Sunday, May 22 2022


People with disabilities still face difficulties at university

Update: October, 25/2017 - 09:00
Students of the Medical and Pharmaceutical University under Thái Nguyên University attend a class in which multimedia equipment is used to improve two-way exchange between students and lecturers. — VNA/VNS Photo Thu Hằng.
Viet Nam News

HCM CITY — After graduating from high school, Lê Minh Tú, who has a hearing impairment, enrolled in college in HCM City and paid an interpreter to help her study.

“But I really couldn’t afford to pay,” Tú said via an interpreter at a conference held on Monday in HCM City that discussed access to education to people with disabilities.

“My father and I fell into despair,” Tú said.

However, she did not want to give up the dream of studying at university, so she convinced her father to let her apply to another university.

Văn Hiến University admitted her and hired an interpreter to support her after the first week of study, Tú said.

Nguyễn Ngọc Hiệp, who is visually impaired and a student at HCM City University of Pedagogy, said the shortage of textbooks and documents used for visually impaired students was the common barrier in studying.

Students also face difficulties using buses to go to universities.

“I can’t see the bus numbers,” Hiệp said, adding that the bus drivers had often passed by him without picking him up.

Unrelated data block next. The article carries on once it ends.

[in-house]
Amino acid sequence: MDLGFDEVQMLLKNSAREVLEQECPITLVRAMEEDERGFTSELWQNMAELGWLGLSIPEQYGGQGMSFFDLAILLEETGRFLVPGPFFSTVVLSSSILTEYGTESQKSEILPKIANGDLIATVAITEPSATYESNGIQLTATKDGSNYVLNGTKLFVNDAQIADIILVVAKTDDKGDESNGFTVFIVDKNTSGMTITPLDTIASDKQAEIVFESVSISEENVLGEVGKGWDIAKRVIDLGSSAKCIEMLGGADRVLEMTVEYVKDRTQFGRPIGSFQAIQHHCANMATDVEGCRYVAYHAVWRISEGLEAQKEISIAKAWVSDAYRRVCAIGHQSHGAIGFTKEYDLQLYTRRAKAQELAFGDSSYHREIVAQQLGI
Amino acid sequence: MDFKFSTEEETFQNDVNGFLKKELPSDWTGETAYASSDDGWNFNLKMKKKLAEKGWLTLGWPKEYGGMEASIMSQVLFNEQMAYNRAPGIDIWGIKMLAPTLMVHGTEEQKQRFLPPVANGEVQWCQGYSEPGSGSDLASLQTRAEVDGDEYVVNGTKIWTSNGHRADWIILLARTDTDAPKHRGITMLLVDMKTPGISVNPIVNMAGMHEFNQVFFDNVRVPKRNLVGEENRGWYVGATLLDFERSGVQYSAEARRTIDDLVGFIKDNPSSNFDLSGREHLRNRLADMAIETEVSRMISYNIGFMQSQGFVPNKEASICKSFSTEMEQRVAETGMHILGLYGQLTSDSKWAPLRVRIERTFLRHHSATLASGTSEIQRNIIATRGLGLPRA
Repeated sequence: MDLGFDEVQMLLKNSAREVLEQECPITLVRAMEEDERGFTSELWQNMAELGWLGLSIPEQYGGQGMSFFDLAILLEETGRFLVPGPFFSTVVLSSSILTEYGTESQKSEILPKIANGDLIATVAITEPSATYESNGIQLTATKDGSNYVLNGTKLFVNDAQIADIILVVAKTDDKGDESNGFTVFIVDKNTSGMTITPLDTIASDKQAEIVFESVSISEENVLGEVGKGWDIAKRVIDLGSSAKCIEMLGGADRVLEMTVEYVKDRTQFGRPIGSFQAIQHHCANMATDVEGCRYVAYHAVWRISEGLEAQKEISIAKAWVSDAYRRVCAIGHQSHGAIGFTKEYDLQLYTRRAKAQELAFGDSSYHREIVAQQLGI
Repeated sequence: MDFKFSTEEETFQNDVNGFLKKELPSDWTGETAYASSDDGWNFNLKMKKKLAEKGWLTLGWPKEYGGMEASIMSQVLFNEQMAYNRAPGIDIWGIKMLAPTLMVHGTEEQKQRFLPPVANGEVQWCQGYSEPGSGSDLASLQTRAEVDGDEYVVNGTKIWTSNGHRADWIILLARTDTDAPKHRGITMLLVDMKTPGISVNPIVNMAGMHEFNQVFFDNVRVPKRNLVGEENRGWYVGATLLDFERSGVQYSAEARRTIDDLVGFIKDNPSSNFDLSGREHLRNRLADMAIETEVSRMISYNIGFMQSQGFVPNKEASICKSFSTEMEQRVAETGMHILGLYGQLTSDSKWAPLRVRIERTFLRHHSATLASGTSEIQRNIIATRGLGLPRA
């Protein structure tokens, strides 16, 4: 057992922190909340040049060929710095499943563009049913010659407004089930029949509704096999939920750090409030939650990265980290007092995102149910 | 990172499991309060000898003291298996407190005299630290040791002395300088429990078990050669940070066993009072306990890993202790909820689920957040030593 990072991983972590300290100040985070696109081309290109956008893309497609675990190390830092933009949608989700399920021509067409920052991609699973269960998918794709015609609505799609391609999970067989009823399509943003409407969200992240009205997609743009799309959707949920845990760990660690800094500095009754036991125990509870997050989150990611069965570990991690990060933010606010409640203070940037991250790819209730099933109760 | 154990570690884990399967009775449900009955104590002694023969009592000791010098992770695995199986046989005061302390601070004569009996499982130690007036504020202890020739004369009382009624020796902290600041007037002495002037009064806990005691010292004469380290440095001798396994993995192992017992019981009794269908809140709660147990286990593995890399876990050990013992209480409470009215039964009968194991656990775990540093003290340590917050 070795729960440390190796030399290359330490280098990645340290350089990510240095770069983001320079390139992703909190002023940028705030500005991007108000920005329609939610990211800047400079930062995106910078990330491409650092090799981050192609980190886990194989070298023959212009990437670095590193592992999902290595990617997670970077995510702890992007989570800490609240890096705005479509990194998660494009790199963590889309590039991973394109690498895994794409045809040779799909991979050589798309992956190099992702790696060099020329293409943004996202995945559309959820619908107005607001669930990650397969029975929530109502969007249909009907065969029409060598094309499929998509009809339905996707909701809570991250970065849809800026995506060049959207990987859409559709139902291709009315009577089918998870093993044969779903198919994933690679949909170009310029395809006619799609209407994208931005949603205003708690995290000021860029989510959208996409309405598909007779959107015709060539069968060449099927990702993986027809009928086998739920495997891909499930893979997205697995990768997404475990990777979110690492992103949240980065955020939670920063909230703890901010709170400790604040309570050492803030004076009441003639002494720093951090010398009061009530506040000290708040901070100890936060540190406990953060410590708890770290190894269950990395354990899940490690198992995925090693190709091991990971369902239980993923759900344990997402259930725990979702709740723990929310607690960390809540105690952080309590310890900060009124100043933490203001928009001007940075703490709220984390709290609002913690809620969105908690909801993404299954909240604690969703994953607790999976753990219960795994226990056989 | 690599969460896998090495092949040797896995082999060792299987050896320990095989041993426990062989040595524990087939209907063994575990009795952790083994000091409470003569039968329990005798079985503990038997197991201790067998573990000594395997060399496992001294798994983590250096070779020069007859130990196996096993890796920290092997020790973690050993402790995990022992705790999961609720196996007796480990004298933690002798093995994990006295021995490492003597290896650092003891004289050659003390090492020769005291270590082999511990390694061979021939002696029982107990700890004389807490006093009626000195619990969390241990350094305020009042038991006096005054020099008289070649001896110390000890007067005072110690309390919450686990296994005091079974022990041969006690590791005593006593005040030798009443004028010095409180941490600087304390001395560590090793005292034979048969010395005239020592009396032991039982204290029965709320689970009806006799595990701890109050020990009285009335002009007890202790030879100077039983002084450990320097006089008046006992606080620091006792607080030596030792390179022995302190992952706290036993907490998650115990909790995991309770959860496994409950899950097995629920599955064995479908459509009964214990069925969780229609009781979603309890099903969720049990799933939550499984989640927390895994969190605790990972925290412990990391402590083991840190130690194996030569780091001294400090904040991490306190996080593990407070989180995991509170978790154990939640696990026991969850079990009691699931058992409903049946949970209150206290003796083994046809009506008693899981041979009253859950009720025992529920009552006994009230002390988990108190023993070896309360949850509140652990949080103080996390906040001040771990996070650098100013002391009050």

The father of a student with a hearing impairment speaks about her daughter’s difficulties in studying. —VNS Photo Gia Lộc

Hà Lê Ân, deputy director of the city Public Transport Management and Operation Center, said that universities should compile a list of their students with disabilities who need to go to school by bus.

The list should be sent to the centre, Ân said, adding that it would be sent to its staff to universities to provide a free card for students with disabilities to go by bus.

The city is piloting a system with LED screens that will announce which buses are coming to the station in order to help people with hearing or visual impairments.

Phan Thị Rát, who has a physical disability and graduated from HCM City Open University three years ago, said: “Climbing stairs at the university was a nightmare for me.”

Many other people with disabilities have complained that universities had not exempted tuition fees. Only those with severe disabilities have received exemptions.

They suggested that universities open a division to support people with disabilities and provide more funds for students with disabilities.

The country has 6.1 million people aged 5 and above with at least one disability in seeing, listening, motor skills or others, accounting for 7.8 per cent of the country’s total population, according to the Population and Housing Census of 2009, the latest census available.

Of the 6.1 million of people with disabilities, only 0.1 per cent have graduated from universities and colleges, according to census reports.

The conference was held by the HCM City-based Disabilities Research and Capacity Development (DRD) Centre to seek solutions to improve access to education for people with disabilities.  — VNS


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